Wednesday, March 25, 2009

Book 19: Jesus Creed by Scot McKnight

Title: Jesus Creed: Loving God, Loving Others by Scot McKnight


How it was obtained:
Bargain price of $4.98 at Barnes and Noble. Oh the sweet deals of B&N bargain books.

Time spent on the "to read" shelf:
1 year.

Days spent reading it:
2 months. (I started it, got bored, put it down, picked it up again and finished).

Why I read it:
I enjoy Scot McKnight. He has a great blog called Jesus Creed. He's an evangelical scholar who likes to think outside of the box. I don't agree with him all the time (or even most of the time I think). But he does make me pause and think about my theology.

Brief review:
The premise of this book was simple: What does Jesus teach us about how we can Love God? Scot McKnight uses "The Jesus Creed" to explore spiritual formation ('Hear, O Israel, the Lord our God, the Lord is one. Love the Lord your God with all your heart, with all your soul, with all your mind, and with all your strength.' The Second is this: 'Love your neighbor as yourself.' There is no commandment greater than these). McKnight traces how many of Jesus' sayings about spiritual formation are grounded in the Old Testament law and then expanded upon and applied by Jesus.

I liked some of this book. In the beginning McKnight uses too many transliterated Hebrew words in his text. I understand using Shema to talk about "Hear, O Israel" and the Ten Commandments. I don't understand using Anawim (pious poor), mamzer (illigetimate child), tsadaqim (righteous ones), OVER and OVER again to talk about words that are expressed just fine in English. I honestly annoyed me so much I put the book down for awhile.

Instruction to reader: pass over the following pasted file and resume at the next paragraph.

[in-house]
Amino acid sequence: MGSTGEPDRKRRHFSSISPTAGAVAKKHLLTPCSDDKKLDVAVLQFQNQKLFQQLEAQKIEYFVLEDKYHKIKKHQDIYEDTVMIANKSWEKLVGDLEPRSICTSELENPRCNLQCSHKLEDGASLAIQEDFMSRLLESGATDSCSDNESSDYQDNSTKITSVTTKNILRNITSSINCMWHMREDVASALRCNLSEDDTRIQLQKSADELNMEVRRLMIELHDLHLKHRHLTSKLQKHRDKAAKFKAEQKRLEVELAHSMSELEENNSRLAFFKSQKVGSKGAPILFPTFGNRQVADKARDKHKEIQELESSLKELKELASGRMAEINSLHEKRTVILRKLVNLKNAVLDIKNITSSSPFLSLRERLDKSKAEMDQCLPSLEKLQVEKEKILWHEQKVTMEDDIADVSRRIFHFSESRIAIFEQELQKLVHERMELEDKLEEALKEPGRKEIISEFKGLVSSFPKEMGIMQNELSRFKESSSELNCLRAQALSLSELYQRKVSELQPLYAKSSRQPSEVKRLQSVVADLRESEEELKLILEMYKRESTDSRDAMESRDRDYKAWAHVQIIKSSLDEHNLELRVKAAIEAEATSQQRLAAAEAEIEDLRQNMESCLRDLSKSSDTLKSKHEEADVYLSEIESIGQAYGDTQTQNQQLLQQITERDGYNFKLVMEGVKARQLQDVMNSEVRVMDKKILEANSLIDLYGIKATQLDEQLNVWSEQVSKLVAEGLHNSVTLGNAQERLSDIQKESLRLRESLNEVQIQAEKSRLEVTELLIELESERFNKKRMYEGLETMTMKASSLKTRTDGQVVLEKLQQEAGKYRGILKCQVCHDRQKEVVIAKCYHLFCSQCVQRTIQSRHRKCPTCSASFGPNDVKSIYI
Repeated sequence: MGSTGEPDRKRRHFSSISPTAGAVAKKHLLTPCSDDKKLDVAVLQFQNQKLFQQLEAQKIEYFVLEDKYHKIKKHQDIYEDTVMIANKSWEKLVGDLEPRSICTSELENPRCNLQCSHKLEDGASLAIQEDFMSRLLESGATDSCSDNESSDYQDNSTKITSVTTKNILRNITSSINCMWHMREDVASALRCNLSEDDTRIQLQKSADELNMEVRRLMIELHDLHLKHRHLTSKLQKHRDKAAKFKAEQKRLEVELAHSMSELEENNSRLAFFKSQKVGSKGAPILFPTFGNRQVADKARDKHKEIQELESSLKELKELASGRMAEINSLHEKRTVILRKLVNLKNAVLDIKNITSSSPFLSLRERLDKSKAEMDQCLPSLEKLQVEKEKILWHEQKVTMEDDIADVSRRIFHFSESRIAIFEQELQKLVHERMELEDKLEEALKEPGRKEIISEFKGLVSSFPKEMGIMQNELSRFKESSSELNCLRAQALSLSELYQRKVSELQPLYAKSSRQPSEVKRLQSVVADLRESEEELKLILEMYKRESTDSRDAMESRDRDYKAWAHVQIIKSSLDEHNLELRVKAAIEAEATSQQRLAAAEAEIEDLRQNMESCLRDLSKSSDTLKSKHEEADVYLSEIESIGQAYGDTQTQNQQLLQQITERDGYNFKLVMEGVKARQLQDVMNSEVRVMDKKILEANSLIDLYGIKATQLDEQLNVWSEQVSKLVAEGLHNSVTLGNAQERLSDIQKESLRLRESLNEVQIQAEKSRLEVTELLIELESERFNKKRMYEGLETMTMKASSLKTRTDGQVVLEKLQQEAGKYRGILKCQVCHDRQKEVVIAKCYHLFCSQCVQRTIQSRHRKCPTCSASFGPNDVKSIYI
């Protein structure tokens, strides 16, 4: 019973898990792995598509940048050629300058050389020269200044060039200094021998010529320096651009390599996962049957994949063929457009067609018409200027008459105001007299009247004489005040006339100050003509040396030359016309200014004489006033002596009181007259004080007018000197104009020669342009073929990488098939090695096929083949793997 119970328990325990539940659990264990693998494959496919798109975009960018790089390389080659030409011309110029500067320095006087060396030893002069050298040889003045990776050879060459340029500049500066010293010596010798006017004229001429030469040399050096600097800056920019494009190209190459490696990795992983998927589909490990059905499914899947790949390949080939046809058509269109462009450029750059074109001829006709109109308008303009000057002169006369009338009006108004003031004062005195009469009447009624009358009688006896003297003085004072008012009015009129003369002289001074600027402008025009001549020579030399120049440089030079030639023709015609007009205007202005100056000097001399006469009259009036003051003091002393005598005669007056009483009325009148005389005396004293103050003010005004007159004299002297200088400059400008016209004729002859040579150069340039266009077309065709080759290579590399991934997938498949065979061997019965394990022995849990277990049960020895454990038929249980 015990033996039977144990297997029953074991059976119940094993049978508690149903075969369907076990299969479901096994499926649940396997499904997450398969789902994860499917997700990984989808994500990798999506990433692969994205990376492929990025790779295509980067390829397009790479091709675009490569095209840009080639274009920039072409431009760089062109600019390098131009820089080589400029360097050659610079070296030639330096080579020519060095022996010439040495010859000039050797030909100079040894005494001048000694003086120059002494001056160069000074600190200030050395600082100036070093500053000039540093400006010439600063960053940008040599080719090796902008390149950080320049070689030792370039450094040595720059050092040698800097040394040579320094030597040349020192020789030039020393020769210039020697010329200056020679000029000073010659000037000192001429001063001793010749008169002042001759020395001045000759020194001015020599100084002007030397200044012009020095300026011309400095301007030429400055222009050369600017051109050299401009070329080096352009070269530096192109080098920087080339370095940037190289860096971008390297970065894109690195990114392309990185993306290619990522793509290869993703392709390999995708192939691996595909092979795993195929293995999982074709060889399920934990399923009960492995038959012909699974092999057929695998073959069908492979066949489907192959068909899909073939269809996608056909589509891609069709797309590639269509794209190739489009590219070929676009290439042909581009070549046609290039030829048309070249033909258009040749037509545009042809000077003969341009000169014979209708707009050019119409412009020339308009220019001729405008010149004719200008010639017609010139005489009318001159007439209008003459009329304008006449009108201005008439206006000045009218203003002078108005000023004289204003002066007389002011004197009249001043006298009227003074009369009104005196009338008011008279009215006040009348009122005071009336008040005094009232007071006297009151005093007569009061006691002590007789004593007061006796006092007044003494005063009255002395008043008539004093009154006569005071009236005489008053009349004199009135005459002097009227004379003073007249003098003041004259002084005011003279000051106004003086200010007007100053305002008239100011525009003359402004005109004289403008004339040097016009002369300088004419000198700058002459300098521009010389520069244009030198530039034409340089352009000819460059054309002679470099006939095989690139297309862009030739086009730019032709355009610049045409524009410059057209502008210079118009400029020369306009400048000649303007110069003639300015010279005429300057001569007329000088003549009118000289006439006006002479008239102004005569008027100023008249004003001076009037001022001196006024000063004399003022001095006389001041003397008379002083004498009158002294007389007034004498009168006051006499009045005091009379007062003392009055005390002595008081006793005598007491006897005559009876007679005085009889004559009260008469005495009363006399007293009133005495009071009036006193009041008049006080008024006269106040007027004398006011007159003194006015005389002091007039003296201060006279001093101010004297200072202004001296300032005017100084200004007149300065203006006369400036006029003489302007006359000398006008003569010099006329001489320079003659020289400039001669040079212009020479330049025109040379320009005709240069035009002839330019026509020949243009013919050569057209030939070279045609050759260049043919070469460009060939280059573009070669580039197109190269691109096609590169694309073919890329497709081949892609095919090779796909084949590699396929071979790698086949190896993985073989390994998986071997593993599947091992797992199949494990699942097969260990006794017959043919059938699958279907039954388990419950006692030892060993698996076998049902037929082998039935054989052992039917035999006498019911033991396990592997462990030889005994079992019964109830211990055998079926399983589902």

However, some of McKnight's chapters on about how we live out our lives following Jesus in the second half of the book are very good and were worth reading.

McKnight has some great insights, but he can be difficult to read. His writing is not as clear or as smooth as I was expecting. Maybe it was just me, but I found him akward and frustrating to read during the first 100 pages.

Jesus Creed was alright. It was not great. It was not bad. It was just good. I've read other books on spiritual formation that I would recommend before this book. But if you're interested, McKnight does have some good points about how to follow Jesus in the last half of the book.

Favorite quote:
"Our reputation (what others think of us) is not as important as our identity (who we really are). Spiritual formation begins when we untangle reputation and identity, and when what God thinks of us is more important than what we think of ourselves or what others think of us."

3 out of 5.

Final Word:

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